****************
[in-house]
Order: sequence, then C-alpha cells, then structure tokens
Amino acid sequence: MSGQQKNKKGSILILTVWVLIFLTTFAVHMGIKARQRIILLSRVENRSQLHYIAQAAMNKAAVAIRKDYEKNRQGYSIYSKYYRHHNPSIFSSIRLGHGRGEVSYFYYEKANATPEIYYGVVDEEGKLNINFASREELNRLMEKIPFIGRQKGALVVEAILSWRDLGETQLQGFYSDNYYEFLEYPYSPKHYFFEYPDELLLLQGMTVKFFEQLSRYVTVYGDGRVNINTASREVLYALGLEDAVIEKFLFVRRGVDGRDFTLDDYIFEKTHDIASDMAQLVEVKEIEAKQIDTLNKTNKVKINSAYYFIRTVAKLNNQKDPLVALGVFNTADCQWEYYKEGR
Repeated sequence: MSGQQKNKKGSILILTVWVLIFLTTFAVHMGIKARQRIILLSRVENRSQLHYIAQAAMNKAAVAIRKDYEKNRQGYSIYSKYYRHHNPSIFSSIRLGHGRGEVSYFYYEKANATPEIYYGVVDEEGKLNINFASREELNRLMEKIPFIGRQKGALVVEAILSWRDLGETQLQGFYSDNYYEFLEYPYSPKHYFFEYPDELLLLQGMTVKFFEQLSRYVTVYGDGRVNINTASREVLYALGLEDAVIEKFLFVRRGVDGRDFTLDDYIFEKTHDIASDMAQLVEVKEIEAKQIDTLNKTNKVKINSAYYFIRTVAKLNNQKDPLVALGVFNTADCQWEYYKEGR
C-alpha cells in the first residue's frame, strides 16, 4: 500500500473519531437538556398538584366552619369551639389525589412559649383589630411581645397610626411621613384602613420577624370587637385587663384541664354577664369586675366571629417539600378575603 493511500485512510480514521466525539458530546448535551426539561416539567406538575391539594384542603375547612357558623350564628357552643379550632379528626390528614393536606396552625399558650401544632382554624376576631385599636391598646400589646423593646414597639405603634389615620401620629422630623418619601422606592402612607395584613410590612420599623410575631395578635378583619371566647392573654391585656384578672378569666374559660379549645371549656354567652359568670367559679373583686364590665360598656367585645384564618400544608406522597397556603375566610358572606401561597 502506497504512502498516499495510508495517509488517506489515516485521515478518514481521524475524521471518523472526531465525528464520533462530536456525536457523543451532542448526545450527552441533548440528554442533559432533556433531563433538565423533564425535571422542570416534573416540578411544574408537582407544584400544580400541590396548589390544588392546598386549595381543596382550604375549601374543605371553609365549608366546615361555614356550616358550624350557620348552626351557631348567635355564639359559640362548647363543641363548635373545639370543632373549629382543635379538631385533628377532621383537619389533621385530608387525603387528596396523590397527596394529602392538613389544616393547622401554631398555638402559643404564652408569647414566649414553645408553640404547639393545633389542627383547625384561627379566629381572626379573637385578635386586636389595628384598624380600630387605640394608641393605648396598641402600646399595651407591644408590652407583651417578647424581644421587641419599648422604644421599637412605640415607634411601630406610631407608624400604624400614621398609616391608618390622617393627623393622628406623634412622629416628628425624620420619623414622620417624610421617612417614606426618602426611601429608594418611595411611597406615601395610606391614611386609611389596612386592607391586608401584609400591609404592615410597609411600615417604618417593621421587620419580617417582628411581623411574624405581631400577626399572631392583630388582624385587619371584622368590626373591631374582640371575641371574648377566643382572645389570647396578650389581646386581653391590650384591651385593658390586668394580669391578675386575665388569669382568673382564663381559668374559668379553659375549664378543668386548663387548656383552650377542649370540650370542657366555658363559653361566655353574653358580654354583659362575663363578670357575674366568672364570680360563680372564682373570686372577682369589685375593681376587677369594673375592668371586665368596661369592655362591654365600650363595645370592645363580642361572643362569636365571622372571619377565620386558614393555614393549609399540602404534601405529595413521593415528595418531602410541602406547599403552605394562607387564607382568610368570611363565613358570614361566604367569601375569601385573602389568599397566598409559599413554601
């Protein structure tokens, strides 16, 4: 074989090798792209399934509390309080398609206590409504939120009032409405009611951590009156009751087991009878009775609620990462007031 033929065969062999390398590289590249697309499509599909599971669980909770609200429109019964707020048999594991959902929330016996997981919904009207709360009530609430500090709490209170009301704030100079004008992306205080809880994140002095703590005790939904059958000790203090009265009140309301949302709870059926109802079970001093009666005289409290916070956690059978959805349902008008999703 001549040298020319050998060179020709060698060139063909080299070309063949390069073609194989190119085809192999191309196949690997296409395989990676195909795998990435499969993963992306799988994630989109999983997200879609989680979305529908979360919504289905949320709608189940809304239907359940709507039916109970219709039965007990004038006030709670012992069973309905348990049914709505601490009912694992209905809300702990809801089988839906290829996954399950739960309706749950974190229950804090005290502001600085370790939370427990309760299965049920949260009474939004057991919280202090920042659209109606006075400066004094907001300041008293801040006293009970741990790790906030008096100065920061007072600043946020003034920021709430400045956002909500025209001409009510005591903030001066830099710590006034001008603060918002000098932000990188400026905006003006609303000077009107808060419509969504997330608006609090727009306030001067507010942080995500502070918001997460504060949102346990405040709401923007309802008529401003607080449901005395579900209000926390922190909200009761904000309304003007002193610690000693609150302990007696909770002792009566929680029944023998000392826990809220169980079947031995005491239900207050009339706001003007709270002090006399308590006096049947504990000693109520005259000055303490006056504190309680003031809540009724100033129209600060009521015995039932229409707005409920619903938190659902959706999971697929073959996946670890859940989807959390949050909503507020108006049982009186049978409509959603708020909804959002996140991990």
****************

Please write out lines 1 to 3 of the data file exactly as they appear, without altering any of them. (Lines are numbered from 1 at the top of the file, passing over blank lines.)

[in-house]
Order: sequence, then C-alpha cells, then structure tokens
Amino acid sequence: MSGQQKNKKGSILILTVWVLIFLTTFAVHMGIKARQRIILLSRVENRSQLHYIAQAAMNKAAVAIRKDYEKNRQGYSIYSKYYRHHNPSIFSSIRLGHGRGEVSYFYYEKANATPEIYYGVVDEEGKLNINFASREELNRLMEKIPFIGRQKGALVVEAILSWRDLGETQLQGFYSDNYYEFLEYPYSPKHYFFEYPDELLLLQGMTVKFFEQLSRYVTVYGDGRVNINTASREVLYALGLEDAVIEKFLFVRRGVDGRDFTLDDYIFEKTHDIASDMAQLVEVKEIEAKQIDTLNKTNKVKINSAYYFIRTVAKLNNQKDPLVALGVFNTADCQWEYYKEGR